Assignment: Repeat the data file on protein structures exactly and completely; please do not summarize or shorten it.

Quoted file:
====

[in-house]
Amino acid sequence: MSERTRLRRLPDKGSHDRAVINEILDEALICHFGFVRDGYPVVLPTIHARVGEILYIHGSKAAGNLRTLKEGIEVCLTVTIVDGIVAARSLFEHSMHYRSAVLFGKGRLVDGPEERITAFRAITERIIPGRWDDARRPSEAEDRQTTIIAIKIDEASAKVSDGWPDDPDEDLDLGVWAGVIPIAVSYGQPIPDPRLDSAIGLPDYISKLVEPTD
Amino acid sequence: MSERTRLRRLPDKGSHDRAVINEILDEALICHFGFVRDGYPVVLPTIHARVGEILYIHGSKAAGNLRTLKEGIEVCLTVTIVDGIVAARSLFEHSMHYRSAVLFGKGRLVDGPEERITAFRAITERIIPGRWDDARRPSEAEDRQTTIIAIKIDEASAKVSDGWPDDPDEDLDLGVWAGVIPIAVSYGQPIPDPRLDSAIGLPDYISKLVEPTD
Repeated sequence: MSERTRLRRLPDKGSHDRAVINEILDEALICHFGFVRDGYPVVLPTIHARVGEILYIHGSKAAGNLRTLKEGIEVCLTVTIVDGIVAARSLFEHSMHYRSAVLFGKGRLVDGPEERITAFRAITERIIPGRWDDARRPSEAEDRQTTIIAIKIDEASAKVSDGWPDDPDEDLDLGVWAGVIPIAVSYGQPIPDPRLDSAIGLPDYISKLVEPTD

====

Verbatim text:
[in-house]
Amino acid sequence: MSERTRLRRLPDKGSHDRAVINEILDEALICHFGFVRDGYPVVLPTIHARVGEILYIHGSKAAGNLRTLKEGIEVCLTVTIVDGIVAARSLFEHSMHYRSAVLFGKGRLVDGPEERITAFRAITERIIPGRWDDARRPSEAEDRQTTIIAIKIDEASAKVSDGWPDDPDEDLDLGVWAGVIPIAVSYGQPIPDPRLDSAIGLPDYISKLVEPTD
Amino acid sequence: MSERTRLRRLPDKGSHDRAVINEILDEALICHFGFVRDGYPVVLPTIHARVGEILYIHGSKAAGNLRTLKEGIEVCLTVTIVDGIVAARSLFEHSMHYRSAVLFGKGRLVDGPEERITAFRAITERIIPGRWDDARRPSEAEDRQTTIIAIKIDEASAKVSDGWPDDPDEDLDLGVWAGVIPIAVSYGQPIPDPRLDSAIGLPDYISKLVEPTD
Repeated sequence: MSERTRLRRLPDKGSHDRAVINEILDEALICHFGFVRDGYPVVLPTIHARVGEILYIHGSKAAGNLRTLKEGIEVCLTVTIVDGIVAARSLFEHSMHYRSAVLFGKGRLVDGPEERITAFRAITERIIPGRWDDARRPSEAEDRQTTIIAIKIDEASAKVSDGWPDDPDEDLDLGVWAGVIPIAVSYGQPIPDPRLDSAIGLPDYISKLVEPTD